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Can’t I have a “Do Over”? — Reflections of a Mom & Teacher

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I often wish I could travel back in time to change parts of my parenting style and certain decisions I made while raising my children. So often I just want to say, “Can’t I have a ‘do over?’” My husband and I have 3 girls, ages 20, 18, and 6. And, really, it wasn’t until our youngest came along that I realized I’d gotten my wish—in my youngest, I have the “do over” opportunity. But now that I have it, I’m left to wonder: What should I do with it? What will we keep in our parenting style and what will we do differently?

I’ve spent over 20 years obsessing about the role parents play in the future success of their children, especially in regards to the learning experiences parents can provide them. I suppose my fascination with this is an occupational hazard given my work as a teacher and proprietor of Tutoring 101. Thanks to this work, while I was raising my girls, I was also able to observe hundreds of local families and how their kids turned out academically.  Many families were friends from church or the neighborhood, but I was also able to learn from parents I’d never have otherwise met.  However, even the best of them, I’m sure, share my desire for a parenting “do over” at times.

For my “do over,” for my youngest daughter, I will probably draw greater inspiration from some of the “Tiger” Moms and Dads I’ve come to know as well as from the Montessori approach, which encourages kids to explore their own intellectual interests.  I’ve seen how a more active parental interest in kids’ day-to-day schoolwork and extracurriculars can improve kids’ academic performances. Thus, for my youngest, I will not only more intensely and intentionally emphasize the importance of study skills and discipline, but also that of creative exploration.

These things may sound somewhat obvious, but a lot of parents end up losing some of that intentionality and discipline themselves over the years in favor of leaving homework and schoolwork up to their children and their children’s teachers. After all, for my first two girls, even I was skeptical about the merits of striving for perfection on homework because I was so focused on my children understanding the concepts. However, I realize now that I can emphasize both. I can be sure they understand the concepts while still taking that extra time to have them strive for 100% accuracy—it’s all a matter of me being just as disciplined and dogged about their education as I want them to be. In this same vein, I will also have them practice more in whatever they attempt in arts or athletics; I want them to explore more creative possibilities, but to do so with a serious and sincere effort. The most successful kids I’ve observed over the years are those who put in the most time on their extracurriculars and hobbies.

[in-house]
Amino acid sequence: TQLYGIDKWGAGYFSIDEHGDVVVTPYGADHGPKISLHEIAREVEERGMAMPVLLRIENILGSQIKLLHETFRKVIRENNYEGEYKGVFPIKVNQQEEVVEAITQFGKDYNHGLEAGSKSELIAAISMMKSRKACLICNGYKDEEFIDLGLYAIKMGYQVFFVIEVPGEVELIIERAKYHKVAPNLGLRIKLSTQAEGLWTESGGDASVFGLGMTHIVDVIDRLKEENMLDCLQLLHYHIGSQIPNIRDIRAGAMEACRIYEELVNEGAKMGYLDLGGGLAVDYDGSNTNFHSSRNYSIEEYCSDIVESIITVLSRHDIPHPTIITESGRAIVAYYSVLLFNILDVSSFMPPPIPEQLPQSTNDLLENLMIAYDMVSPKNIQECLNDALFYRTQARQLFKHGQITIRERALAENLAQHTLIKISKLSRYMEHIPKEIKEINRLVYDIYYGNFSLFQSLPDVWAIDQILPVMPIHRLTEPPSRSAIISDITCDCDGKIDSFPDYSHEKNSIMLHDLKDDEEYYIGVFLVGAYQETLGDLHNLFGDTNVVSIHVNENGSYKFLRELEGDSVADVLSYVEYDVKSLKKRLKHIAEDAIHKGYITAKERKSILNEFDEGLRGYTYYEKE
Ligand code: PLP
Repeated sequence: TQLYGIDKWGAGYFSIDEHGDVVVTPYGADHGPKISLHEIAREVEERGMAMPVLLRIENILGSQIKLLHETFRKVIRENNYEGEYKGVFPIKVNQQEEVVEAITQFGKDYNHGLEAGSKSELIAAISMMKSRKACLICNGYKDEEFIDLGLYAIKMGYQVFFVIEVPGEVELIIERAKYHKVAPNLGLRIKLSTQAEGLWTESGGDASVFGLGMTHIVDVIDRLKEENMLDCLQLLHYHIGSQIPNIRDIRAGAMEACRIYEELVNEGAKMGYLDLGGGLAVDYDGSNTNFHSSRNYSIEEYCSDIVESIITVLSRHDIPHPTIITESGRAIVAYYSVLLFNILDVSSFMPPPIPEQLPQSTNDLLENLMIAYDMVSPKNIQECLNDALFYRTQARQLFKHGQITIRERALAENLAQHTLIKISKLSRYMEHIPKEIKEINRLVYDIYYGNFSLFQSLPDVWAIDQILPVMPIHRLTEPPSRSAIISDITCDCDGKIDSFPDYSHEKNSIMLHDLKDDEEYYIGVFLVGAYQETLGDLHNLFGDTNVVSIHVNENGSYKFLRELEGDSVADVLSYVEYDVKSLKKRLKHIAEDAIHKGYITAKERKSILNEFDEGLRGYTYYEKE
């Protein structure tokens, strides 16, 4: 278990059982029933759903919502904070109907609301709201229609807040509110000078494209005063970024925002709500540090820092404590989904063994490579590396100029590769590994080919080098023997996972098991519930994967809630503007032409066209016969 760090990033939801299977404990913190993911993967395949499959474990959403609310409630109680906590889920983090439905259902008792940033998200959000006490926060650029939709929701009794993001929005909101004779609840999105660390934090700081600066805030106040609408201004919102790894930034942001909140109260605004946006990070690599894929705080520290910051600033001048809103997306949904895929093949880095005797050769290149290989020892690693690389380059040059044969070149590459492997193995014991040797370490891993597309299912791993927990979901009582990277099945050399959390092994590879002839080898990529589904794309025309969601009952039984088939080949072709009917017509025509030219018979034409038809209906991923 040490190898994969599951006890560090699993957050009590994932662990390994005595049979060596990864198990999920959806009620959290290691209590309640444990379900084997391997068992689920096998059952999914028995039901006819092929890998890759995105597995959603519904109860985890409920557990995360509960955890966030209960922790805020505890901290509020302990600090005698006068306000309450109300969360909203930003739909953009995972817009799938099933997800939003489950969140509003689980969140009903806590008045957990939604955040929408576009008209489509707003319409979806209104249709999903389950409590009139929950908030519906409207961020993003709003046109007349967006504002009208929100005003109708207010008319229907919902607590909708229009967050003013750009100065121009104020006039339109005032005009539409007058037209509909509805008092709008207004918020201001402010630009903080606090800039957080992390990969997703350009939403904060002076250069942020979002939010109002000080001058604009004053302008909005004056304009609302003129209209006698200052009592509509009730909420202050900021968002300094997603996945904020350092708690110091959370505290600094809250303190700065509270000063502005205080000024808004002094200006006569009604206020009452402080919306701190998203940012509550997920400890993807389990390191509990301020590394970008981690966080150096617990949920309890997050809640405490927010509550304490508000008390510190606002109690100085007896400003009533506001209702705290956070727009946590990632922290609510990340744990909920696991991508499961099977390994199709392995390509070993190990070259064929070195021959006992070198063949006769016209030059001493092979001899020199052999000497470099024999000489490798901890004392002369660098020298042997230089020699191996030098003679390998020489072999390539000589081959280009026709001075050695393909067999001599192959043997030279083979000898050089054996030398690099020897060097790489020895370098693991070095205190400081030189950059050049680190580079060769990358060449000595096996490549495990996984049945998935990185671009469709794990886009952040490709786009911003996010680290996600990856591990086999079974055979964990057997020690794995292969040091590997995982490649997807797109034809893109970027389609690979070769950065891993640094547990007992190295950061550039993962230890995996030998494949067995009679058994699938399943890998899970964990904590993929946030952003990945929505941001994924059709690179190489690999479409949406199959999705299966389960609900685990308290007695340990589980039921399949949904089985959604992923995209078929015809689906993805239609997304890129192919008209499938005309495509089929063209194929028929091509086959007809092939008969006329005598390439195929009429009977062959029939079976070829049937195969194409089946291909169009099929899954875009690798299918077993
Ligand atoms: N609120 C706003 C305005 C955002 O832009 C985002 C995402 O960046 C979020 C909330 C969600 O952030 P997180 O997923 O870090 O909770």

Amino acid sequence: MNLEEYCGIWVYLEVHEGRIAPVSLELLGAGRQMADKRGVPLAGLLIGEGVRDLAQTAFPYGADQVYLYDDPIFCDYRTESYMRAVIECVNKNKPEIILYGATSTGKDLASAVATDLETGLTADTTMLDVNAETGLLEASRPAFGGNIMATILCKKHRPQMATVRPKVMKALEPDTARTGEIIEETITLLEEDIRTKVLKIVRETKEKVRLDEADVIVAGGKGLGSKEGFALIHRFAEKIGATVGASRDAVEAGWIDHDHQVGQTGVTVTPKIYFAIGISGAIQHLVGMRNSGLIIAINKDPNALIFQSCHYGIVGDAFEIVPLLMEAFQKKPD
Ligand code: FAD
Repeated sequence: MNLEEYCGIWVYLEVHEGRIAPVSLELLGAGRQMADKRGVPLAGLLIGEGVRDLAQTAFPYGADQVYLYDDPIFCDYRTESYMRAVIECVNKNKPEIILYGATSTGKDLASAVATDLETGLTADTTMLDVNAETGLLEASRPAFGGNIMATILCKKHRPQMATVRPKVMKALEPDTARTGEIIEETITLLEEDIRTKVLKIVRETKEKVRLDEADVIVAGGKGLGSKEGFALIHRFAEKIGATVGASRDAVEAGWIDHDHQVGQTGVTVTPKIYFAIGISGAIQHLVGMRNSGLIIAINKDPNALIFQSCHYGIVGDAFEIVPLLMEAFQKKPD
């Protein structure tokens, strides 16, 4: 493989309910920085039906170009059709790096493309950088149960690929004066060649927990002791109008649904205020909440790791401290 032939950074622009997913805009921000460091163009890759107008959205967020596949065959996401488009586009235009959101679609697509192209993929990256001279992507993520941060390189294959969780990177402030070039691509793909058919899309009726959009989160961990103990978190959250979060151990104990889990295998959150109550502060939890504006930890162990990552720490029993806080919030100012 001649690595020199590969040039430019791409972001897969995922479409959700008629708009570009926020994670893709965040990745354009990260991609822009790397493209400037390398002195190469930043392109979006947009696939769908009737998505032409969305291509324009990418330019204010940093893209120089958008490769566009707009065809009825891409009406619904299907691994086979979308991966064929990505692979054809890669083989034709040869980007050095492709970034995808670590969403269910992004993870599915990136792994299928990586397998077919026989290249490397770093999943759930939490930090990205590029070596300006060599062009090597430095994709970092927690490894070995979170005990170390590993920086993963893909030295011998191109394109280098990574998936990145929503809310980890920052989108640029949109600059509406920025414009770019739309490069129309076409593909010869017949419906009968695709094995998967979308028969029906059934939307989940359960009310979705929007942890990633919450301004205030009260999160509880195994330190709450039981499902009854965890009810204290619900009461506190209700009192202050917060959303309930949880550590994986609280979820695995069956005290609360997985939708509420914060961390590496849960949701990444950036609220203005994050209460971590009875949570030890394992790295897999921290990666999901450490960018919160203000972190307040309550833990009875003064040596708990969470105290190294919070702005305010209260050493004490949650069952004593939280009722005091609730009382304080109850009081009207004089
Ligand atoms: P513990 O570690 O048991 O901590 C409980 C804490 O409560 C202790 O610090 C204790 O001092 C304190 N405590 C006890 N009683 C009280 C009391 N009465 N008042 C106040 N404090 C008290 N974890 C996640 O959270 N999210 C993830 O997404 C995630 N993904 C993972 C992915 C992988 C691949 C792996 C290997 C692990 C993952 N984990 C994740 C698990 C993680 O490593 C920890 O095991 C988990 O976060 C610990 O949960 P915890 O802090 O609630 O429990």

As for what I will keep this time around: I know I’ll keep my broad, personal emphasis on learning and knowing so that I may continue to serve as an example of a lifelong learner. My husband and I have always been dedicated to exposing our girls to a wide variety of things that interest us personally. Thus, we often engage them in family activities such as home science projects, reading, museum visits, and travel. I will also continue providing extra tutoring for them (though they already perform well above average) as well as continue my practice of engaging them in discussions of career possibilities.

All in all, however, I think my most important “do over,” will be in simply better helping my youngest to follow her passions. I’ve always encouraged my children and the kids at my tutoring business to find an area of study that fascinates them and to explore that field both in and out of school. I believe all people have unique gifts and natural talents to develop, but it all takes discipline. So, while I may never get a real time traveling “do over,” I know that I, like my children, am a lifelong learner and can constantly change and improve myself and my parenting style. By listening to my youngest more and not dismissing her interests as whimsy, I know I’ll not only be helping her learn and better engage with the world, but I’ll be helping myself to do likewise.

–Tanya Donaghey, Founder and Proprietor of Tutoring 101

Tanya Donaghey is the mother of 3 girls and has over 25 years experience in education.

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2 Comments

  1. T. D. Davis says:

    Any parent who doesn’t want a do-over of something probably wasn’t a very engaged parent. Nice piece.

  2. That’s a good point!

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